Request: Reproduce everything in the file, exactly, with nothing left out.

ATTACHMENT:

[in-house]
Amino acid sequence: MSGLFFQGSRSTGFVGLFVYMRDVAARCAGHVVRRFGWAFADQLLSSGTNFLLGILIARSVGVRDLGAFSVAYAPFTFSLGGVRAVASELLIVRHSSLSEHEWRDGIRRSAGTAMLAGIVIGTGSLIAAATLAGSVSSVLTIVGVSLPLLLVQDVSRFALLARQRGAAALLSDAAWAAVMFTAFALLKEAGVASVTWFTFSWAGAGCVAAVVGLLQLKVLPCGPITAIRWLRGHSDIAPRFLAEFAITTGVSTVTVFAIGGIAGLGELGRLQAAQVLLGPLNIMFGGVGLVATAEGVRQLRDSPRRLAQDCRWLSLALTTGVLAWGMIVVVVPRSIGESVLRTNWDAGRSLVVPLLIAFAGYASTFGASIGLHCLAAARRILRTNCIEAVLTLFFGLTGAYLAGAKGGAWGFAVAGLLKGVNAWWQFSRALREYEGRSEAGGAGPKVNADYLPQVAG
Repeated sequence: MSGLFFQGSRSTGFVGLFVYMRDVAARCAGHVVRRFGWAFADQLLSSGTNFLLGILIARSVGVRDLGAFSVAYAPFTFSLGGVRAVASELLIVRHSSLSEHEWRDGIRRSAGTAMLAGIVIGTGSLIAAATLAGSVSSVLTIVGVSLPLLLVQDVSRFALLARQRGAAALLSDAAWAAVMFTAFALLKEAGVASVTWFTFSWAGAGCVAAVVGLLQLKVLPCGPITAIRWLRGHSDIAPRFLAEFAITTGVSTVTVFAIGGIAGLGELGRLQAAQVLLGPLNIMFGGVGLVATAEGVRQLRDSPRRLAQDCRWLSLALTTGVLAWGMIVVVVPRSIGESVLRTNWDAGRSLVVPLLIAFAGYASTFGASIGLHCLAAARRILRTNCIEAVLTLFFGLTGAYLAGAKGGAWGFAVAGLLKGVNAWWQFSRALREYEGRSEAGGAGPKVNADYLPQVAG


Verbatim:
[in-house]
Amino acid sequence: MSGLFFQGSRSTGFVGLFVYMRDVAARCAGHVVRRFGWAFADQLLSSGTNFLLGILIARSVGVRDLGAFSVAYAPFTFSLGGVRAVASELLIVRHSSLSEHEWRDGIRRSAGTAMLAGIVIGTGSLIAAATLAGSVSSVLTIVGVSLPLLLVQDVSRFALLARQRGAAALLSDAAWAAVMFTAFALLKEAGVASVTWFTFSWAGAGCVAAVVGLLQLKVLPCGPITAIRWLRGHSDIAPRFLAEFAITTGVSTVTVFAIGGIAGLGELGRLQAAQVLLGPLNIMFGGVGLVATAEGVRQLRDSPRRLAQDCRWLSLALTTGVLAWGMIVVVVPRSIGESVLRTNWDAGRSLVVPLLIAFAGYASTFGASIGLHCLAAARRILRTNCIEAVLTLFFGLTGAYLAGAKGGAWGFAVAGLLKGVNAWWQFSRALREYEGRSEAGGAGPKVNADYLPQVAG
Repeated sequence: MSGLFFQGSRSTGFVGLFVYMRDVAARCAGHVVRRFGWAFADQLLSSGTNFLLGILIARSVGVRDLGAFSVAYAPFTFSLGGVRAVASELLIVRHSSLSEHEWRDGIRRSAGTAMLAGIVIGTGSLIAAATLAGSVSSVLTIVGVSLPLLLVQDVSRFALLARQRGAAALLSDAAWAAVMFTAFALLKEAGVASVTWFTFSWAGAGCVAAVVGLLQLKVLPCGPITAIRWLRGHSDIAPRFLAEFAITTGVSTVTVFAIGGIAGLGELGRLQAAQVLLGPLNIMFGGVGLVATAEGVRQLRDSPRRLAQDCRWLSLALTTGVLAWGMIVVVVPRSIGESVLRTNWDAGRSLVVPLLIAFAGYASTFGASIGLHCLAAARRILRTNCIEAVLTLFFGLTGAYLAGAKGGAWGFAVAGLLKGVNAWWQFSRALREYEGRSEAGGAGPKVNADYLPQVAG